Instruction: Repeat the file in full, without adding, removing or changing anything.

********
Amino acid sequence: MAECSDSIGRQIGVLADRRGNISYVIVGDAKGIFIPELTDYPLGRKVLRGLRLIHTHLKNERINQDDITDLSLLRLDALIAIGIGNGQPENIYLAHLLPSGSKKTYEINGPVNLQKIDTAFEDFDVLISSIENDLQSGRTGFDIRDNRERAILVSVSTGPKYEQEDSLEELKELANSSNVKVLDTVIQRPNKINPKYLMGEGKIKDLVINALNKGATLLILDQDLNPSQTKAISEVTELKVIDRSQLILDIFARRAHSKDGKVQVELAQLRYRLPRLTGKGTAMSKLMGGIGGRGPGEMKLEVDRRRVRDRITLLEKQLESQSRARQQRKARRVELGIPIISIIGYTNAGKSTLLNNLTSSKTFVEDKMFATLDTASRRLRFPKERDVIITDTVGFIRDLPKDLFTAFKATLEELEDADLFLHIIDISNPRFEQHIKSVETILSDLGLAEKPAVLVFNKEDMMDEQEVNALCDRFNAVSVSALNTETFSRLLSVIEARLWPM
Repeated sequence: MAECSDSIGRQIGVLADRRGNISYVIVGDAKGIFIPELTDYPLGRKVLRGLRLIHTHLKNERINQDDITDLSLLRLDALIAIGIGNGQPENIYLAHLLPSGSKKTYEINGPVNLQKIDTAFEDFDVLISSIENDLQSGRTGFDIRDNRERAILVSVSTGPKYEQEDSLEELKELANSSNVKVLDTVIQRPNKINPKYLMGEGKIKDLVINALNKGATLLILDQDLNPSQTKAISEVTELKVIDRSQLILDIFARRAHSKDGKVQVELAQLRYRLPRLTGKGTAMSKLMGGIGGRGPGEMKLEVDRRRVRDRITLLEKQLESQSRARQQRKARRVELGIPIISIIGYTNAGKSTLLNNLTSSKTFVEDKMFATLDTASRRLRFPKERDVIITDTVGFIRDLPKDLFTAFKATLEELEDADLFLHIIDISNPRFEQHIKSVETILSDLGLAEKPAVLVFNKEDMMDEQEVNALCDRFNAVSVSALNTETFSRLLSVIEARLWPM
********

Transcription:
Amino acid sequence: MAECSDSIGRQIGVLADRRGNISYVIVGDAKGIFIPELTDYPLGRKVLRGLRLIHTHLKNERINQDDITDLSLLRLDALIAIGIGNGQPENIYLAHLLPSGSKKTYEINGPVNLQKIDTAFEDFDVLISSIENDLQSGRTGFDIRDNRERAILVSVSTGPKYEQEDSLEELKELANSSNVKVLDTVIQRPNKINPKYLMGEGKIKDLVINALNKGATLLILDQDLNPSQTKAISEVTELKVIDRSQLILDIFARRAHSKDGKVQVELAQLRYRLPRLTGKGTAMSKLMGGIGGRGPGEMKLEVDRRRVRDRITLLEKQLESQSRARQQRKARRVELGIPIISIIGYTNAGKSTLLNNLTSSKTFVEDKMFATLDTASRRLRFPKERDVIITDTVGFIRDLPKDLFTAFKATLEELEDADLFLHIIDISNPRFEQHIKSVETILSDLGLAEKPAVLVFNKEDMMDEQEVNALCDRFNAVSVSALNTETFSRLLSVIEARLWPM
Repeated sequence: MAECSDSIGRQIGVLADRRGNISYVIVGDAKGIFIPELTDYPLGRKVLRGLRLIHTHLKNERINQDDITDLSLLRLDALIAIGIGNGQPENIYLAHLLPSGSKKTYEINGPVNLQKIDTAFEDFDVLISSIENDLQSGRTGFDIRDNRERAILVSVSTGPKYEQEDSLEELKELANSSNVKVLDTVIQRPNKINPKYLMGEGKIKDLVINALNKGATLLILDQDLNPSQTKAISEVTELKVIDRSQLILDIFARRAHSKDGKVQVELAQLRYRLPRLTGKGTAMSKLMGGIGGRGPGEMKLEVDRRRVRDRITLLEKQLESQSRARQQRKARRVELGIPIISIIGYTNAGKSTLLNNLTSSKTFVEDKMFATLDTASRRLRFPKERDVIITDTVGFIRDLPKDLFTAFKATLEELEDADLFLHIIDISNPRFEQHIKSVETILSDLGLAEKPAVLVFNKEDMMDEQEVNALCDRFNAVSVSALNTETFSRLLSVIEARLWPM